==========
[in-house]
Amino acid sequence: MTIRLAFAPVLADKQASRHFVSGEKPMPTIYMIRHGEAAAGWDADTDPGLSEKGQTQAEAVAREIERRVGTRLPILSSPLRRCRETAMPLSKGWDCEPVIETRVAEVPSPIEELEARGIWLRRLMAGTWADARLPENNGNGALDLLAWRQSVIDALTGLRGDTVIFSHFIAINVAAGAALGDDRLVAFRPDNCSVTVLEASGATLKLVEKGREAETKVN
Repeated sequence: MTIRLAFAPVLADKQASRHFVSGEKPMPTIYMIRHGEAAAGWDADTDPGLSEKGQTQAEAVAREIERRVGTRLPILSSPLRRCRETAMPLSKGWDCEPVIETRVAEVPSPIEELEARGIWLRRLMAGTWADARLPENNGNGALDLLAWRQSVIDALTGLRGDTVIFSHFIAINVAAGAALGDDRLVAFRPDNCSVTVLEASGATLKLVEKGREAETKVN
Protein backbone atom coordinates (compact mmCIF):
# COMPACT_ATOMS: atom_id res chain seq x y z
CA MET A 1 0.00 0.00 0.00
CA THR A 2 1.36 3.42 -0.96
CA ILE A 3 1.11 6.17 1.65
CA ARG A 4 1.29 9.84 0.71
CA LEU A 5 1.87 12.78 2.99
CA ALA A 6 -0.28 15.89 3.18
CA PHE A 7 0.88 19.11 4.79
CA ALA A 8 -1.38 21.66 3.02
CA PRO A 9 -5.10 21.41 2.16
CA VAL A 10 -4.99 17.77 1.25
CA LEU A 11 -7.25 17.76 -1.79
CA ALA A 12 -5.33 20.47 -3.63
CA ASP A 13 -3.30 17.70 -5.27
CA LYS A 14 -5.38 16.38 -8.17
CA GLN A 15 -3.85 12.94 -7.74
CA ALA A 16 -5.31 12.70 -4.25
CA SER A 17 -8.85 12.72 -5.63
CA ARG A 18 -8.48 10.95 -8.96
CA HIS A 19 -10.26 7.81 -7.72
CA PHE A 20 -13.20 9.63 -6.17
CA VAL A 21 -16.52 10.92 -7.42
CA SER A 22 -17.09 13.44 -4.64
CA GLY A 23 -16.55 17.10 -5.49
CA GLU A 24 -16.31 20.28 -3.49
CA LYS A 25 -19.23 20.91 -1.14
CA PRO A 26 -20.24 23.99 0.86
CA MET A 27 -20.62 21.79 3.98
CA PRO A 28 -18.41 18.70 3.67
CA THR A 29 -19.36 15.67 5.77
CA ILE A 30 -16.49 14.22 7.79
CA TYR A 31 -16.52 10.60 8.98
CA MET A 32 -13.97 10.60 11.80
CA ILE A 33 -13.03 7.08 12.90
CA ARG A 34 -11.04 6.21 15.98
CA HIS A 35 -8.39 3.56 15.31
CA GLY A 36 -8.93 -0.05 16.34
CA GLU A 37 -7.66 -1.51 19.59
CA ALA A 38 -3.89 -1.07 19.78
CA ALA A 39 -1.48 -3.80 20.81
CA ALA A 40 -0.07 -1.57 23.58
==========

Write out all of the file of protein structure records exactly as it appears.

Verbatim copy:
[in-house]
Amino acid sequence: MTIRLAFAPVLADKQASRHFVSGEKPMPTIYMIRHGEAAAGWDADTDPGLSEKGQTQAEAVAREIERRVGTRLPILSSPLRRCRETAMPLSKGWDCEPVIETRVAEVPSPIEELEARGIWLRRLMAGTWADARLPENNGNGALDLLAWRQSVIDALTGLRGDTVIFSHFIAINVAAGAALGDDRLVAFRPDNCSVTVLEASGATLKLVEKGREAETKVN
Repeated sequence: MTIRLAFAPVLADKQASRHFVSGEKPMPTIYMIRHGEAAAGWDADTDPGLSEKGQTQAEAVAREIERRVGTRLPILSSPLRRCRETAMPLSKGWDCEPVIETRVAEVPSPIEELEARGIWLRRLMAGTWADARLPENNGNGALDLLAWRQSVIDALTGLRGDTVIFSHFIAINVAAGAALGDDRLVAFRPDNCSVTVLEASGATLKLVEKGREAETKVN
Protein backbone atom coordinates (compact mmCIF):
# COMPACT_ATOMS: atom_id res chain seq x y z
CA MET A 1 0.00 0.00 0.00
CA THR A 2 1.36 3.42 -0.96
CA ILE A 3 1.11 6.17 1.65
CA ARG A 4 1.29 9.84 0.71
CA LEU A 5 1.87 12.78 2.99
CA ALA A 6 -0.28 15.89 3.18
CA PHE A 7 0.88 19.11 4.79
CA ALA A 8 -1.38 21.66 3.02
CA PRO A 9 -5.10 21.41 2.16
CA VAL A 10 -4.99 17.77 1.25
CA LEU A 11 -7.25 17.76 -1.79
CA ALA A 12 -5.33 20.47 -3.63
CA ASP A 13 -3.30 17.70 -5.27
CA LYS A 14 -5.38 16.38 -8.17
CA GLN A 15 -3.85 12.94 -7.74
CA ALA A 16 -5.31 12.70 -4.25
CA SER A 17 -8.85 12.72 -5.63
CA ARG A 18 -8.48 10.95 -8.96
CA HIS A 19 -10.26 7.81 -7.72
CA PHE A 20 -13.20 9.63 -6.17
CA VAL A 21 -16.52 10.92 -7.42
CA SER A 22 -17.09 13.44 -4.64
CA GLY A 23 -16.55 17.10 -5.49
CA GLU A 24 -16.31 20.28 -3.49
CA LYS A 25 -19.23 20.91 -1.14
CA PRO A 26 -20.24 23.99 0.86
CA MET A 27 -20.62 21.79 3.98
CA PRO A 28 -18.41 18.70 3.67
CA THR A 29 -19.36 15.67 5.77
CA ILE A 30 -16.49 14.22 7.79
CA TYR A 31 -16.52 10.60 8.98
CA MET A 32 -13.97 10.60 11.80
CA ILE A 33 -13.03 7.08 12.90
CA ARG A 34 -11.04 6.21 15.98
CA HIS A 35 -8.39 3.56 15.31
CA GLY A 36 -8.93 -0.05 16.34
CA GLU A 37 -7.66 -1.51 19.59
CA ALA A 38 -3.89 -1.07 19.78
CA ALA A 39 -1.48 -3.80 20.81
CA ALA A 40 -0.07 -1.57 23.58